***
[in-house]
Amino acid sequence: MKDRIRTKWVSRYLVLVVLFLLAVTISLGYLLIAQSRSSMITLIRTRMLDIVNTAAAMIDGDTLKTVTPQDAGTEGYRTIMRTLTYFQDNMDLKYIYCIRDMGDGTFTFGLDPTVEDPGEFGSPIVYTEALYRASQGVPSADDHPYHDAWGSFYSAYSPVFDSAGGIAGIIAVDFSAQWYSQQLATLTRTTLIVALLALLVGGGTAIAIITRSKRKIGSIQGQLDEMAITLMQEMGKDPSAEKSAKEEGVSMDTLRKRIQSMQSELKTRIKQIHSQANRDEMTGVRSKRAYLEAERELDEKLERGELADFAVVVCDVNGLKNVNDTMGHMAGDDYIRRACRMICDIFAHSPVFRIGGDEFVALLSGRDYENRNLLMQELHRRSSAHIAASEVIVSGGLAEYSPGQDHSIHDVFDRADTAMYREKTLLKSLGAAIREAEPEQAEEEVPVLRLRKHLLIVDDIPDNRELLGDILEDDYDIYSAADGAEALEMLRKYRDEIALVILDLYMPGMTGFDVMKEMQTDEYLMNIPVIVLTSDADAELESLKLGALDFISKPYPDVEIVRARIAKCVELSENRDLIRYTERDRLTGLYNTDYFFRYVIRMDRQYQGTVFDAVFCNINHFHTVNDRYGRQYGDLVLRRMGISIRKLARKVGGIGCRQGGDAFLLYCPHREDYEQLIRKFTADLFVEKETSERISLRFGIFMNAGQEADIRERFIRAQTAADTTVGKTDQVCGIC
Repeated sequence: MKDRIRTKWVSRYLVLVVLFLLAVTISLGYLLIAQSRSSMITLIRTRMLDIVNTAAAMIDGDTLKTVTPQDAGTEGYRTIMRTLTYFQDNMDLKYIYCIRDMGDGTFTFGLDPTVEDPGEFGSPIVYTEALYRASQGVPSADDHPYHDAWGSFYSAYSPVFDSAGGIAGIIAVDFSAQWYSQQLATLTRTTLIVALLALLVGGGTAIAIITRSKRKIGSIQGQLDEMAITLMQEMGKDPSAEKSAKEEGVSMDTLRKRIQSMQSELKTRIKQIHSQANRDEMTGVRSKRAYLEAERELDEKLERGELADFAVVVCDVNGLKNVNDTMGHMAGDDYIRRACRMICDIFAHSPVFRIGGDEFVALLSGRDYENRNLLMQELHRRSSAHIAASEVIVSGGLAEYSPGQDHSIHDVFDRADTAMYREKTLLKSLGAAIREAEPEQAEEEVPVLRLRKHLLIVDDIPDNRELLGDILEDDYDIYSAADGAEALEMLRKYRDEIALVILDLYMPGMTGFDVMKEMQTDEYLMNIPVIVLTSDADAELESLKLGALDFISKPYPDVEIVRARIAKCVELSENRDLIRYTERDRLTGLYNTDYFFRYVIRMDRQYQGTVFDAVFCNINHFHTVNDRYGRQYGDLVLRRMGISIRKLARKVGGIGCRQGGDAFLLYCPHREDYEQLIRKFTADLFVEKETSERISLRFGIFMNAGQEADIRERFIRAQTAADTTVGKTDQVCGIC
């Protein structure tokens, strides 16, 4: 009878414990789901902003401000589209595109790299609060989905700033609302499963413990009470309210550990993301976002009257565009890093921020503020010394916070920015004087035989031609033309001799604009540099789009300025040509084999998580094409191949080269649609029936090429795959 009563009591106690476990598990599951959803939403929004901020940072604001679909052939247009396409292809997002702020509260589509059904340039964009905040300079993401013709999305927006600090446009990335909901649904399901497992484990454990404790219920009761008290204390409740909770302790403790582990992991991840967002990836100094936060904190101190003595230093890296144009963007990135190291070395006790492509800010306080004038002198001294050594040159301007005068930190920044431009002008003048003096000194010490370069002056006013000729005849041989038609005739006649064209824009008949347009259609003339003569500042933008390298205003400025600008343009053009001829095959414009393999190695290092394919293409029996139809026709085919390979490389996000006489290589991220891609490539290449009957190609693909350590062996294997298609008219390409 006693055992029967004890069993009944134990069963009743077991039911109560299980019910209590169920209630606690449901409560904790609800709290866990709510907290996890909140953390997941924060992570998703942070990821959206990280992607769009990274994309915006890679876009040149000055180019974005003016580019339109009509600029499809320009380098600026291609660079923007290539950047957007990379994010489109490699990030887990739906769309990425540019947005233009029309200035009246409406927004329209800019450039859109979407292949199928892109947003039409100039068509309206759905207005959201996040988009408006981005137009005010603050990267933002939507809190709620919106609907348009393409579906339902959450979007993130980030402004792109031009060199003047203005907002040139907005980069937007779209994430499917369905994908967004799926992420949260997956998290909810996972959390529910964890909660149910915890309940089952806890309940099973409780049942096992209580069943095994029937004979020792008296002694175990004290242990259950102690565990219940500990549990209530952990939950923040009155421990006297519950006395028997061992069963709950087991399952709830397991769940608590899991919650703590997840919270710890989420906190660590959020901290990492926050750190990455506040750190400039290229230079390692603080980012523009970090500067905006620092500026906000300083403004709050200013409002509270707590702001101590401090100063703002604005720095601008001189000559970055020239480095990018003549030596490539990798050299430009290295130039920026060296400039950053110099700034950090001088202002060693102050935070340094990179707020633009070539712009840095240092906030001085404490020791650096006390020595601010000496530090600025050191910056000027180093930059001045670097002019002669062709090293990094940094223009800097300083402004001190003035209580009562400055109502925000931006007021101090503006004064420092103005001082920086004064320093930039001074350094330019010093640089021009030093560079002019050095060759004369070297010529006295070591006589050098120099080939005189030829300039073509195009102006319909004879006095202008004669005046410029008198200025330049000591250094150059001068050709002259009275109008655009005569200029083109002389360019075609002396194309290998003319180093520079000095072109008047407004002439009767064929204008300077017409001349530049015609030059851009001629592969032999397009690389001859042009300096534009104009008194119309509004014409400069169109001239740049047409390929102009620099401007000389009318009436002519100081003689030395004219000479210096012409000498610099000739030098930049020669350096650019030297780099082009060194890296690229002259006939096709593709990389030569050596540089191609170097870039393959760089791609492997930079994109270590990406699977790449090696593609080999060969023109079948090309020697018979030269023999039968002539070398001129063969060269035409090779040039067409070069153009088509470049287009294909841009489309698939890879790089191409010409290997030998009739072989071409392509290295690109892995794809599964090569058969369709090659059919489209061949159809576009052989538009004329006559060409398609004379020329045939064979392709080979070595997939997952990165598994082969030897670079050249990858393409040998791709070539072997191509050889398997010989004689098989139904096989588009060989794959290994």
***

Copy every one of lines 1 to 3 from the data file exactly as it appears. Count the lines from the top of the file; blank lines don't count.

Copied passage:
[in-house]
Amino acid sequence: MKDRIRTKWVSRYLVLVVLFLLAVTISLGYLLIAQSRSSMITLIRTRMLDIVNTAAAMIDGDTLKTVTPQDAGTEGYRTIMRTLTYFQDNMDLKYIYCIRDMGDGTFTFGLDPTVEDPGEFGSPIVYTEALYRASQGVPSADDHPYHDAWGSFYSAYSPVFDSAGGIAGIIAVDFSAQWYSQQLATLTRTTLIVALLALLVGGGTAIAIITRSKRKIGSIQGQLDEMAITLMQEMGKDPSAEKSAKEEGVSMDTLRKRIQSMQSELKTRIKQIHSQANRDEMTGVRSKRAYLEAERELDEKLERGELADFAVVVCDVNGLKNVNDTMGHMAGDDYIRRACRMICDIFAHSPVFRIGGDEFVALLSGRDYENRNLLMQELHRRSSAHIAASEVIVSGGLAEYSPGQDHSIHDVFDRADTAMYREKTLLKSLGAAIREAEPEQAEEEVPVLRLRKHLLIVDDIPDNRELLGDILEDDYDIYSAADGAEALEMLRKYRDEIALVILDLYMPGMTGFDVMKEMQTDEYLMNIPVIVLTSDADAELESLKLGALDFISKPYPDVEIVRARIAKCVELSENRDLIRYTERDRLTGLYNTDYFFRYVIRMDRQYQGTVFDAVFCNINHFHTVNDRYGRQYGDLVLRRMGISIRKLARKVGGIGCRQGGDAFLLYCPHREDYEQLIRKFTADLFVEKETSERISLRFGIFMNAGQEADIRERFIRAQTAADTTVGKTDQVCGIC
Repeated sequence: MKDRIRTKWVSRYLVLVVLFLLAVTISLGYLLIAQSRSSMITLIRTRMLDIVNTAAAMIDGDTLKTVTPQDAGTEGYRTIMRTLTYFQDNMDLKYIYCIRDMGDGTFTFGLDPTVEDPGEFGSPIVYTEALYRASQGVPSADDHPYHDAWGSFYSAYSPVFDSAGGIAGIIAVDFSAQWYSQQLATLTRTTLIVALLALLVGGGTAIAIITRSKRKIGSIQGQLDEMAITLMQEMGKDPSAEKSAKEEGVSMDTLRKRIQSMQSELKTRIKQIHSQANRDEMTGVRSKRAYLEAERELDEKLERGELADFAVVVCDVNGLKNVNDTMGHMAGDDYIRRACRMICDIFAHSPVFRIGGDEFVALLSGRDYENRNLLMQELHRRSSAHIAASEVIVSGGLAEYSPGQDHSIHDVFDRADTAMYREKTLLKSLGAAIREAEPEQAEEEVPVLRLRKHLLIVDDIPDNRELLGDILEDDYDIYSAADGAEALEMLRKYRDEIALVILDLYMPGMTGFDVMKEMQTDEYLMNIPVIVLTSDADAELESLKLGALDFISKPYPDVEIVRARIAKCVELSENRDLIRYTERDRLTGLYNTDYFFRYVIRMDRQYQGTVFDAVFCNINHFHTVNDRYGRQYGDLVLRRMGISIRKLARKVGGIGCRQGGDAFLLYCPHREDYEQLIRKFTADLFVEKETSERISLRFGIFMNAGQEADIRERFIRAQTAADTTVGKTDQVCGIC